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Posts Tagged ‘nature’

Kaufman Field Guide to Nature of the Midwest

Wednesday, September 26th, 2012

Most of you know me as someone who thinks and writes about, and works and lives in, the Social Web and Future Space. Some of you have noticed my mysterious absence from the various social channels I used to participate in on a daily basis. In fact, since posting my last article on my blog more than four months ago, I seem to have derezzed from the metaverse.

In my previous two blog articles I shared with you another side of me — that of naturalist and ecologist. What I did not share at the time was that I was embarking on a new short-term two-year project. This post describes that project in detail. Read more »

A Migration Celebration

Saturday, May 19th, 2012

Some of you have undoubtably noticed my lack of presence over the past several weeks on the various Stream channels I participate in throughout the day. Whereas my cessation of postings on Google Plus and Twitter might be a relief to some of you, there is a logical reason that I’ve gone missing — I have turned my thoughts and gaze outwards to the physical world, shifting my focus away from the virtual world of tech startups and online social connections.

Why on Earth would I do this? It is spring migration!

Jeff in the field birding

The past several weeks, my wife April and I have been taking in the spectacle of animal migration — primarily birds. We’ve done this together each year for more than two decades. We are birders and proud of it! Read more »

The Wilder Side of Me

Saturday, May 19th, 2012

From the title you may assume that this post will wax ineloquently about my party lifestyle (which I don’t have), possibly sharing some links to Facebook photos that I probably should have never set free into the InterWebs. You would be mistaken.

This post is a celebration of life — literally. It is a celebration of the wonders of the natural world and my seemingly innate connection to it from an early age. It is an autobiographical essay about how I become a naturalist and ecologist.

Jeff photographing a Tree Frog on a Mayapple leaf

Although the vast majority of readers of my blog know me as an InterWeb technologist and technological futurist, I am as much a naturalist as I am a technologist. To me, the study of the natural world, the drive to understand the intimate connections of the Web of Life, and my fascination with the complex adaptive systems that power our ecosphere, provide me with unique insights into the technological challenges our species faces. Thus, being a naturalist makes me a better technologist and futurist. Read more »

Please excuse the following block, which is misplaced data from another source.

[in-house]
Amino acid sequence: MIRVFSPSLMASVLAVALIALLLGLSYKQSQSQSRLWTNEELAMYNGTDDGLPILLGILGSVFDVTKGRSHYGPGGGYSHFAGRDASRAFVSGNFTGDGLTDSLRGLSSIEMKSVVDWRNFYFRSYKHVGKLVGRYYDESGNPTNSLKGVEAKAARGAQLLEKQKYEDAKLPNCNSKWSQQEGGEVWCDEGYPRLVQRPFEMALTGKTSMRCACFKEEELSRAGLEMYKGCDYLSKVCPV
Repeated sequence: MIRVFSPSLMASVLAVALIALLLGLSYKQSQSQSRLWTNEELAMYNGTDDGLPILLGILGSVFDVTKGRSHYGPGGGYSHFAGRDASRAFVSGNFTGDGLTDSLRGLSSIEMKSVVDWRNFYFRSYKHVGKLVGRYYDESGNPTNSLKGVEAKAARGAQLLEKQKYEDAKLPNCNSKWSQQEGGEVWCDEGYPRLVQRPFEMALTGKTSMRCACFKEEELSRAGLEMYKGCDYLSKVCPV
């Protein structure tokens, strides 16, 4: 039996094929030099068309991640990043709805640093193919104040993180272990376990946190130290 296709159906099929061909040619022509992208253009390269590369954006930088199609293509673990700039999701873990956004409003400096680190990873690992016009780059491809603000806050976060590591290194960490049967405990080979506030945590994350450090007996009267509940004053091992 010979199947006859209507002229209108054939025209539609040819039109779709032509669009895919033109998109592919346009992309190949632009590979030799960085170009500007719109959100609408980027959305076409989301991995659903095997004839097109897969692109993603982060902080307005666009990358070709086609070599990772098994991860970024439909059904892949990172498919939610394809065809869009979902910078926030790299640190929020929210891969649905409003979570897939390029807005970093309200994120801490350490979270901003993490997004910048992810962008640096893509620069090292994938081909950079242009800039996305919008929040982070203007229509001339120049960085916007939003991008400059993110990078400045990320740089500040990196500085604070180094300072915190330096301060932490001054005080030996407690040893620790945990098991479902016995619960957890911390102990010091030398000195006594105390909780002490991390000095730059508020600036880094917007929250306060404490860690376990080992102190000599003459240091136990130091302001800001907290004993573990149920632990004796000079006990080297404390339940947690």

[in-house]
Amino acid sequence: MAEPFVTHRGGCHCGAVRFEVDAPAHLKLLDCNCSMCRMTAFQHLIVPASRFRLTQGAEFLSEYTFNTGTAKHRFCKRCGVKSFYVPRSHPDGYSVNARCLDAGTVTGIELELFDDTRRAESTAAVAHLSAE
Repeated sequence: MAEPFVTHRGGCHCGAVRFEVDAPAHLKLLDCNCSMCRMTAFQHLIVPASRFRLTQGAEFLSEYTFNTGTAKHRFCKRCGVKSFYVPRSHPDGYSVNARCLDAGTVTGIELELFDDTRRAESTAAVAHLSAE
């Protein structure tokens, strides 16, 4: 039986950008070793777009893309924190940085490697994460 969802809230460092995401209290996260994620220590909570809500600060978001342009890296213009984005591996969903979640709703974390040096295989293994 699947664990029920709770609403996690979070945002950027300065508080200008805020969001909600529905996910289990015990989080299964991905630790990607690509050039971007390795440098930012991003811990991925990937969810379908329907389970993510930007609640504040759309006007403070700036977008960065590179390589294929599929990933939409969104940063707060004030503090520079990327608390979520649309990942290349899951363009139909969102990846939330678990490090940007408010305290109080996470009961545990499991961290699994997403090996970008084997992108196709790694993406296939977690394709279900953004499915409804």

Cybernetics, the Social Web, and the (Coming?) Singularity

Wednesday, July 20th, 2011

Image Credit: Sekko Da Vinci (see link below)

Over the past year or so, I have been doing a lot of thinking, reading, and ruminating about several topics: the outdated thinking of Web-2.0 startups, the need for a revolution in the microblogging space , what identity in the Social Web is really all about, and the meaning of a truly user-centric Social Web. As I’ve been furiously writing about these topics, in the back of my mind, I’ve been wondering where all of these advancements may eventually lead.

Whereas you will find my insights and thoughts about the Social Semantic Web strewn throughout my website, this article is an attempt to extrapolate a few of those ideas in a more provocative and profound–if not frightening–way. So, you have be forewarned. Any resemblance to reality may be greatly over exaggerated!

Read more »

The Answer is Ebooks

Monday, June 7th, 2010

One of numerous variables that are often overlooked in calculating the environmental impacts of any product replacement is ecosystem services. It is an exceedingly difficult variable to include as it encompasses additional subvariables, many of which are difficult to fully quantify. Read more »

Big Snow Equals Global Cooling, What?

Friday, February 12th, 2010

Record lake effect snowstorm (36.6″) in South Bend, Indiana. January 7 -8, 2011. Credit: Dr. Jeff Masters’ WunderBlog

With the recent record-setting snowstorms in the Mid-Atlantic states, global climate change deniers are once again crying foul with global warming and ringing the global cooling bell. People need a heaping helping of science literacy to weather this storm, to rationally understand the overall processes that can cause massive winter storms like this even when the average global temperature is increasing. Read more »

It’s Chemical Free and Not Tested on Animals!

Wednesday, February 3rd, 2010

As a trained scientist, there are two phrases that stir up my ire every time I see them in marketing copy: “chemical free” and “not tested on animals.” I know that may seem odd, but with our woefully-gullible and science-challenged populace, this is a real issue to me.

I was planning to post an article this morning about the Semantic Web and Web 3.0 but this gnawed at me as I just ran into these phrases once again. So, I decided to write a quick rant. I’ll post the more serious stuff in a week or two.

Okay, my rant is now officially beginning… Read more »